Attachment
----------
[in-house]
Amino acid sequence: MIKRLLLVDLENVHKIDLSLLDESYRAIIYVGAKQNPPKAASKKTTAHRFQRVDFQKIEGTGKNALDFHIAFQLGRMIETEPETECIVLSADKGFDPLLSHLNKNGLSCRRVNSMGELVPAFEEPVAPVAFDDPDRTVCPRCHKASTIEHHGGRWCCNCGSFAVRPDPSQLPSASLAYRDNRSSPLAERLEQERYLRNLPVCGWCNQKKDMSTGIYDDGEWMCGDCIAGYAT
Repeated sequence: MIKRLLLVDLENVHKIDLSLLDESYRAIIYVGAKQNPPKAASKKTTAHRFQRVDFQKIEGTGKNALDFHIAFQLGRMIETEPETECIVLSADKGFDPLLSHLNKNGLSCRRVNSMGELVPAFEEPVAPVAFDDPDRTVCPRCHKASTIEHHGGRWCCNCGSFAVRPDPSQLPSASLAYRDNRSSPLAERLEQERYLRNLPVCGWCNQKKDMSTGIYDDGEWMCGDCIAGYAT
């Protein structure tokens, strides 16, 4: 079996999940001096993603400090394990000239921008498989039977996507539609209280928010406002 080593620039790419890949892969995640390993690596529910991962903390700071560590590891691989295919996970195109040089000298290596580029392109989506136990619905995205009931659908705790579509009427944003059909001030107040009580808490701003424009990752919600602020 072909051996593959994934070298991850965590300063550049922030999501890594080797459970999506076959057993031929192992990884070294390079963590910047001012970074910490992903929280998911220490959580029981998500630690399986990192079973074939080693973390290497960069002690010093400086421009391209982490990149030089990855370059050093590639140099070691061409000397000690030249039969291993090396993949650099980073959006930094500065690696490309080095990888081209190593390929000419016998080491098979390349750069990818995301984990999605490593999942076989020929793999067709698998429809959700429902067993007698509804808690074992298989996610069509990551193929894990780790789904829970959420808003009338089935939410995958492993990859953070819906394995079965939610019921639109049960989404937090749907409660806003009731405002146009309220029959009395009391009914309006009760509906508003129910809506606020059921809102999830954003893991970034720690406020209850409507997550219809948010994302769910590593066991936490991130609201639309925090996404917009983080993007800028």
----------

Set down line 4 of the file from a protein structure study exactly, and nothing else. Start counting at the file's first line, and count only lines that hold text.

């Protein structure tokens, strides 16, 4: 079996999940001096993603400090394990000239921008498989039977996507539609209280928010406002 080593620039790419890949892969995640390993690596529910991962903390700071560590590891691989295919996970195109040089000298290596580029392109989506136990619905995205009931659908705790579509009427944003059909001030107040009580808490701003424009990752919600602020 072909051996593959994934070298991850965590300063550049922030999501890594080797459970999506076959057993031929192992990884070294390079963590910047001012970074910490992903929280998911220490959580029981998500630690399986990192079973074939080693973390290497960069002690010093400086421009391209982490990149030089990855370059050093590639140099070691061409000397000690030249039969291993090396993949650099980073959006930094500065690696490309080095990888081209190593390929000419016998080491098979390349750069990818995301984990999605490593999942076989020929793999067709698998429809959700429902067993007698509804808690074992298989996610069509990551193929894990780790789904829970959420808003009338089935939410995958492993990859953070819906394995079965939610019921639109049960989404937090749907409660806003009731405002146009309220029959009395009391009914309006009760509906508003129910809506606020059921809102999830954003893991970034720690406020209850409507997550219809948010994302769910590593066991936490991130609201639309925090996404917009983080993007800028």